10 Common Digital Newsletter Mistakes

By | September 7, 2016

Email newsletters are commonplace among corporations and non-profit organizations. After all, they are inexpensive to produce and are an easy way to stay in touch with those that support your cause.WIB Blog DigitalNewsletterMistakes

As popular as they are, there are common mistakes made all too often. We’ll take a look at the top 10 and share fixes to help improve the effectiveness of your next newsletter.

1. Not Getting User Permission

The number 1 way to guarantee a low open is to add people to your mail list without their permission.  Simply because you have their information, does not mean they want to be added to your mail list.

What to do: Use a verified opt-in. This will not only give you the permission you need but also ensure your are building a list of humans rather than bots. Using an opt-in will make list growth slower, but it isn’t a race. You will have better results with quality rather than quantity.

2. Lack of List Segmentation

Sure, the larger the list, the more opens you are bound to get. However, those opens aren’t all likely your target audience. If your list includes donors, volunteers and influencers and your messaging is geared toward volunteers, donors and influencers will be disinterested and could stop opening future messages.

What to do: Take the time to segment your list and send out audience specific content. Yes, this may take a bit of time up front, but the end result will be worth it.

3. Using a Generic “From” Address

Readers want to hear from a person or an organization, not from info@yourcause.org! They are smart enough to know that it’s likely an unmonitored address anyway.
What to do: Create a from name that includes a real person’s name as well the name of your organization. Your readers will appreciate it!

4. A Boring Subject Line

The subject line is equivalent to a first impression…make it a good one!

What to do: Peak the curiosity of your readers with a tease of the content they will find when they open your newsletter and clearly identify what THEY will get from the content.

We shared more tips on crafting a “Stand Out Subject Line” in a previous post.

5. Bland Content

Who wants to read bland content? Not your readers, that’s for sure!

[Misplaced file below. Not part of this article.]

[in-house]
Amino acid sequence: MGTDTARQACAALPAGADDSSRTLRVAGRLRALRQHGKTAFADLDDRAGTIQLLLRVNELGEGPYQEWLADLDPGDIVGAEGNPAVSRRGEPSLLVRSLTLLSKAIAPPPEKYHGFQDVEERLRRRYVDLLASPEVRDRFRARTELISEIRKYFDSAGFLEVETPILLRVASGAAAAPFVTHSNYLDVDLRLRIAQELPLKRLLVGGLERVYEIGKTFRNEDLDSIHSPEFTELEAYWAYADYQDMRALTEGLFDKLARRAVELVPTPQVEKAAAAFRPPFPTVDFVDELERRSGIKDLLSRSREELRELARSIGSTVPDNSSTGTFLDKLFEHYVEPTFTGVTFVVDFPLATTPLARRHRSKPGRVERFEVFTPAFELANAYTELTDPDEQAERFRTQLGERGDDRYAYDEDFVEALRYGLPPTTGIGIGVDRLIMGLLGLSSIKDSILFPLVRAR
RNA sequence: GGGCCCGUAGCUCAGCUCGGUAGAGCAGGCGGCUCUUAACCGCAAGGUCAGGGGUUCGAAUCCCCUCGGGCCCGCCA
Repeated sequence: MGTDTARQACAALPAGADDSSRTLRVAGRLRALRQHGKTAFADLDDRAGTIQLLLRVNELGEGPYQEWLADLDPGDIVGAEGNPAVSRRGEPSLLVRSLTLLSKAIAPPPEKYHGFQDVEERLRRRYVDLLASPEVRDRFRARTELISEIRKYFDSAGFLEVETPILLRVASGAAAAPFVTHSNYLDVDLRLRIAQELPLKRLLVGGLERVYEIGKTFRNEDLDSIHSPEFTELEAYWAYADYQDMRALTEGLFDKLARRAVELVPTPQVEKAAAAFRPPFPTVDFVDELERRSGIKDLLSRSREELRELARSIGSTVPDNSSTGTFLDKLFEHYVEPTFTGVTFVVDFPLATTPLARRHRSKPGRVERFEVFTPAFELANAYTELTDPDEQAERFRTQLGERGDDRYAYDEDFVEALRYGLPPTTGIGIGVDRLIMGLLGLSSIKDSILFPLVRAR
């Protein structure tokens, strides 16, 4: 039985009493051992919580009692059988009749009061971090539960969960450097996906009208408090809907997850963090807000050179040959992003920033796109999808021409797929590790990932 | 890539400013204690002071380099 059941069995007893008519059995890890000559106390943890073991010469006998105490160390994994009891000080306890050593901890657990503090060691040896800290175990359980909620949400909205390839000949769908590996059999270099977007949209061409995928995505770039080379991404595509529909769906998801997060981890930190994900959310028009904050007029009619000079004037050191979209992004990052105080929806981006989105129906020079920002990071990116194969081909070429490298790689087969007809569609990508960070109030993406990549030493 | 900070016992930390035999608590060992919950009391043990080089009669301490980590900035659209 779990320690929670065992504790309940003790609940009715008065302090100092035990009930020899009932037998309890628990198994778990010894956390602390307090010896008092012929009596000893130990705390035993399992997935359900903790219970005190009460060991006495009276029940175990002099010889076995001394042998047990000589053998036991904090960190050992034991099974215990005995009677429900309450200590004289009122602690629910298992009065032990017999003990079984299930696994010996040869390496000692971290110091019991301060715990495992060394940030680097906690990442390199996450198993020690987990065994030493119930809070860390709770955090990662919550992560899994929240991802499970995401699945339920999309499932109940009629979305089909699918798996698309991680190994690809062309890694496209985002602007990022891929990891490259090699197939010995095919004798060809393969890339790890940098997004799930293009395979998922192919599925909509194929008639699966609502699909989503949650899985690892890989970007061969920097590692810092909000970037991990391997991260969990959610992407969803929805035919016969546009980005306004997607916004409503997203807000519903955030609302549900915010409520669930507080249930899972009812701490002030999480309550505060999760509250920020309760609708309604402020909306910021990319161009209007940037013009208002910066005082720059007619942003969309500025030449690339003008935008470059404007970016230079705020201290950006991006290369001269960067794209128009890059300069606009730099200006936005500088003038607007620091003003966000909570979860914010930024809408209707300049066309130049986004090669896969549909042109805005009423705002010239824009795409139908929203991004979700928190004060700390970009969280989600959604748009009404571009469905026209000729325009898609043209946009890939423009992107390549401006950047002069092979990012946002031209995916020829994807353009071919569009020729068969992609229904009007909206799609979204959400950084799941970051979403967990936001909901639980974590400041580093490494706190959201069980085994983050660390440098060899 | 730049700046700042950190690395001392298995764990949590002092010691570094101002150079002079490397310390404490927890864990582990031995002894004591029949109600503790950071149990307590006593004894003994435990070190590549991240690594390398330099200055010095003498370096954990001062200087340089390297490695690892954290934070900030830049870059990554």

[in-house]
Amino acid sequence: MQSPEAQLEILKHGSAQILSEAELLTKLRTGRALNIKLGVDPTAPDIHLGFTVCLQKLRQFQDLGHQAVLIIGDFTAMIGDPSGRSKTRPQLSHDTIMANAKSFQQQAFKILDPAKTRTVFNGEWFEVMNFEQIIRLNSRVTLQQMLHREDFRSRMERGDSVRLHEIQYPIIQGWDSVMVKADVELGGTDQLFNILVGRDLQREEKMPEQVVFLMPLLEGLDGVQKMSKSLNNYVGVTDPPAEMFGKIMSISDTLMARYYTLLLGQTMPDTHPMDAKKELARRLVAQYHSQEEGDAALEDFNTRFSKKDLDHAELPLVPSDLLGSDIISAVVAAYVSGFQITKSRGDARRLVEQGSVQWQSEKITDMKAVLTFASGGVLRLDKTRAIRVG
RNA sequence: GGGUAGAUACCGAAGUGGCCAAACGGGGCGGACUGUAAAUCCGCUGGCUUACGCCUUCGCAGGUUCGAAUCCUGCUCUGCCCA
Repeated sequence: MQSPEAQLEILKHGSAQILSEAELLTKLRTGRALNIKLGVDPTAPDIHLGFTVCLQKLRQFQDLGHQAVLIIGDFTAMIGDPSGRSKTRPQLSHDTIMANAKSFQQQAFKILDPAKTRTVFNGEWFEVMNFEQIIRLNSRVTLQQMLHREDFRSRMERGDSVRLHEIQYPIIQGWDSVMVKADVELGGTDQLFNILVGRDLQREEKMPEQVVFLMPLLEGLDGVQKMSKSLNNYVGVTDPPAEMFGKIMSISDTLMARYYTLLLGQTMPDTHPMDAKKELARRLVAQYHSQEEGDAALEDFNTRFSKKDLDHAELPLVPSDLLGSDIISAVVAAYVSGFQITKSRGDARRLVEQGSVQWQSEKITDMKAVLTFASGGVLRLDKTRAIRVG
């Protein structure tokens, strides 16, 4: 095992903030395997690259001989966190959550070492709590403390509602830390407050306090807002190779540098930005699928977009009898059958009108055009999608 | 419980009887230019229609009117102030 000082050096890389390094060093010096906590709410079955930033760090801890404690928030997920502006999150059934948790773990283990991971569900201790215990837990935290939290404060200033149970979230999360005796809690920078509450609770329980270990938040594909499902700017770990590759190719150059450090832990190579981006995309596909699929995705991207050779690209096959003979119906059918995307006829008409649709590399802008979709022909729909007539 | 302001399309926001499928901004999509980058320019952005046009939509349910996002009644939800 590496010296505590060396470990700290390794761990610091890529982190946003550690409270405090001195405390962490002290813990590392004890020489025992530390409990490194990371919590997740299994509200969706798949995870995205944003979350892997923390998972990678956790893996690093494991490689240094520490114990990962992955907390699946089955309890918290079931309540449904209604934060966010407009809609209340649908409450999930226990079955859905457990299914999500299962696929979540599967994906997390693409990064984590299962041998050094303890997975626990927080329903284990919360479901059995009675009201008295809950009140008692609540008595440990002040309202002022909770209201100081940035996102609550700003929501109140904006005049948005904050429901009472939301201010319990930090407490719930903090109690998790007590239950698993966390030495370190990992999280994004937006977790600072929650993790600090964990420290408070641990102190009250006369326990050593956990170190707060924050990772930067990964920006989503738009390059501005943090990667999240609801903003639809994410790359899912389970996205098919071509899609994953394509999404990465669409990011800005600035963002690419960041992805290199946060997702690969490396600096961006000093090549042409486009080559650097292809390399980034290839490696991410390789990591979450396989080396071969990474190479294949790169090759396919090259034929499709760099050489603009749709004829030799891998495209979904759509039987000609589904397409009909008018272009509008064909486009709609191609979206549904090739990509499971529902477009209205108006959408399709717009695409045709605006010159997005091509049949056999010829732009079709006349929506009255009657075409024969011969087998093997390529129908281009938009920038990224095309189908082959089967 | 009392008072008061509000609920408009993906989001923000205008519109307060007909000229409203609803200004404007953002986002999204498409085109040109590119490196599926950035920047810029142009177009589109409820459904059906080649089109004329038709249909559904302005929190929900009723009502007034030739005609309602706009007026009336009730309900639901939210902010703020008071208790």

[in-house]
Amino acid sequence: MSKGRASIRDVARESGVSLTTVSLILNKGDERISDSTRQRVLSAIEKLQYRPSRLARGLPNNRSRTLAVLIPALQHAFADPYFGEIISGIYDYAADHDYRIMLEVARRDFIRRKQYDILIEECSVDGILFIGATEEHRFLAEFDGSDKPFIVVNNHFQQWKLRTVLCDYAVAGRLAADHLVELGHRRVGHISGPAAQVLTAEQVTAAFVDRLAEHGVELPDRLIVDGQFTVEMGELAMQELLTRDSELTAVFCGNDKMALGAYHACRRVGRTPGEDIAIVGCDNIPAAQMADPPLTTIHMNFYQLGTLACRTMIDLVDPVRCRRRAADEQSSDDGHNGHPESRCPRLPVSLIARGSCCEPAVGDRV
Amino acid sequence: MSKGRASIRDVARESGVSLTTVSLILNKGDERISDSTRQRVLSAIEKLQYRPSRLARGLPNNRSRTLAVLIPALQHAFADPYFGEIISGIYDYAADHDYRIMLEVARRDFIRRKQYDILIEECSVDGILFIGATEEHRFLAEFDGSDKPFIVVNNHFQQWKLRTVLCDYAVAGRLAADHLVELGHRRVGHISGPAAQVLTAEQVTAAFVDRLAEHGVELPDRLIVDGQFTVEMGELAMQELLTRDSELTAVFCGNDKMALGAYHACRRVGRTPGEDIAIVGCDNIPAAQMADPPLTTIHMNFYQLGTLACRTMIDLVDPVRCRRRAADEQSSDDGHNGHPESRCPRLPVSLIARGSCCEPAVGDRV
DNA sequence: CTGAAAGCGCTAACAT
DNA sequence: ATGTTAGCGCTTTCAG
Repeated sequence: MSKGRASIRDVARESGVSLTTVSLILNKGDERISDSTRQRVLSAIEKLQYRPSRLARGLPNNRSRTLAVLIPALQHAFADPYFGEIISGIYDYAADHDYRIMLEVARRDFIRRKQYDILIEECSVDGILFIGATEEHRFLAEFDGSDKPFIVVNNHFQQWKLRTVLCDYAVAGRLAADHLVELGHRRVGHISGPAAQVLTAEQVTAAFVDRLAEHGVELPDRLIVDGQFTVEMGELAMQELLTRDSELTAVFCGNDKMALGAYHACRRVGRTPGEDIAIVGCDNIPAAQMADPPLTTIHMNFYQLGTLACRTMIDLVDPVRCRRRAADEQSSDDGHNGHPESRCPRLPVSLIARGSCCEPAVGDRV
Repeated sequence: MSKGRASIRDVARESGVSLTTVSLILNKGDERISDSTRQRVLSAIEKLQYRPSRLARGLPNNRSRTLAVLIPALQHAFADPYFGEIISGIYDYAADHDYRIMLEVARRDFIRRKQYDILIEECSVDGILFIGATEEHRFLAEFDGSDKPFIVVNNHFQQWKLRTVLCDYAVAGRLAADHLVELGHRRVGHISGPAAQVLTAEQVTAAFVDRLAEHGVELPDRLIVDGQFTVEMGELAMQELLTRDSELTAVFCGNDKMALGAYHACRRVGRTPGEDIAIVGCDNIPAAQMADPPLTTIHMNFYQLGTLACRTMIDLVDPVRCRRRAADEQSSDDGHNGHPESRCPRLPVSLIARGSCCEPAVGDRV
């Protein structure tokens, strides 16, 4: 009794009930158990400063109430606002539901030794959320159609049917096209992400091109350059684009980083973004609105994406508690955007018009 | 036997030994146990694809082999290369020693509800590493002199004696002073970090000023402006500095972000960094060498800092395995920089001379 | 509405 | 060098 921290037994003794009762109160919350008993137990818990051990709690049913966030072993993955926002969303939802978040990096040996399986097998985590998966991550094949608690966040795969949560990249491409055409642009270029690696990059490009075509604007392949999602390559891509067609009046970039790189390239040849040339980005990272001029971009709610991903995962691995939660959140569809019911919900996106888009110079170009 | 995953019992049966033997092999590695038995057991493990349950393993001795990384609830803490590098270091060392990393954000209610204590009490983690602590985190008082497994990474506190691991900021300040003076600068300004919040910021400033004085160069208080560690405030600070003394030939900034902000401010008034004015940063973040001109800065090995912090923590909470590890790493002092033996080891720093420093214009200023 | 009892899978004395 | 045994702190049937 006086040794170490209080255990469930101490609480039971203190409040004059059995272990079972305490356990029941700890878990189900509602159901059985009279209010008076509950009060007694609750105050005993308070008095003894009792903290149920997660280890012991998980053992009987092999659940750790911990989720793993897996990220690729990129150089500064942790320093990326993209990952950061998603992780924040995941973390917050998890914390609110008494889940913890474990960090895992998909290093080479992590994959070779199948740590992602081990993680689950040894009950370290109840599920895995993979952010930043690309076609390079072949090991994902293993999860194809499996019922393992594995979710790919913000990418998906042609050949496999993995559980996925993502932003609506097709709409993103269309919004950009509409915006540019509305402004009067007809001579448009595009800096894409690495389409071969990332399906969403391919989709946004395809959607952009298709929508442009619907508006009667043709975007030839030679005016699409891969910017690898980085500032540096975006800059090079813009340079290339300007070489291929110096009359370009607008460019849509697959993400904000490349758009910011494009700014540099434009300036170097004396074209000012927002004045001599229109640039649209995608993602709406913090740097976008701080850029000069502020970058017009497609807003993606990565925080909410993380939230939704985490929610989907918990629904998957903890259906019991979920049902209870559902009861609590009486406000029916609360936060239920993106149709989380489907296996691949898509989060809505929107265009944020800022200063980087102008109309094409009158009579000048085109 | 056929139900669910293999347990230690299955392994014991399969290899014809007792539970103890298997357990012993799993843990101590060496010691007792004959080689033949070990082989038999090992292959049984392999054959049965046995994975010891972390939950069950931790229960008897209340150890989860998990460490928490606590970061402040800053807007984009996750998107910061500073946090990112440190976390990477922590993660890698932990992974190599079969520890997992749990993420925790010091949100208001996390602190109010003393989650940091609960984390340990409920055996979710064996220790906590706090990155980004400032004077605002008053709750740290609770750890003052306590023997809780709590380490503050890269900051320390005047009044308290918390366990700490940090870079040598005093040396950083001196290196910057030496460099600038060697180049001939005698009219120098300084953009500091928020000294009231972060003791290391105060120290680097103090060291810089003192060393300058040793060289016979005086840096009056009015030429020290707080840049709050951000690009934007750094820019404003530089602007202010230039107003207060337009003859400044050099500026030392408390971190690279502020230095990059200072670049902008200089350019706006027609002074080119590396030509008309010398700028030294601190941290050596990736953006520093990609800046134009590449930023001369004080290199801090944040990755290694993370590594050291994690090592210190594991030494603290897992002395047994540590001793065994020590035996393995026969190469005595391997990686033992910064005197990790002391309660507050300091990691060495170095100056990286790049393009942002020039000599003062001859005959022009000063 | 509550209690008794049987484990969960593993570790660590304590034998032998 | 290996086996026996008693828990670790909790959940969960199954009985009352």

What to do: Provide exciting stories and clear calls to action. Keeping the readers engaged from start to finish should be your ultimate goal.

6. Too Wordy

If your newsletter is nothing but words – no matter how great they are – readers will become dis-engaged and delete it before they are even close to finished reading it.

What to do: Break your comments up into easy to read paragraphs and toss in a bright image, too!

7. Talk too much about your organization

Obviously, you want to talk about your organization and share news and updates, but readers really aren’t interested in statistics.

What to do: Clearly explain to readers what is in it for them. Tug on their heart strings a bit and get them to become more emotionally invested in what your organization is doing.

8. Having Typos

It’s exciting after spending time crafting the newsletter to hit the “SEND” button, but slow down! Typos will make readers questions your credibility.

What to do: Technology is great — take advantage of it. Whatever program you are using, it is sure to have spell and grammar check capabilities.

9. Not Mobile Friendly

Nearly ½ of all emails are read on a mobile device. If it doesn’t look right on the reader’s screen or is difficult to read it is likely to get deleted or forgotten about in a busy inbox.

What to do: Most mail programs offer an option to optimize your newsletter to be mobile friendly. Why not take advantage of it?

10. Leaving the Reader Wondering “Now What?”

You’ve shared progress and a great story or two with your readers but do they clearly know what they should do next?

What to do: Including a clear call to action (or two) will keep them involved. A simple “Click Here” or “Read This” will keep readers engaged.  The more involved you keep them, the more moved they will be to do more for your organization.

Take a look at your past newsletters and see how many of these mistakes you’re guilty of making — don’t beat yourself up too badly, they are very common! Instead, focus your energy on not making them in your next one!

 

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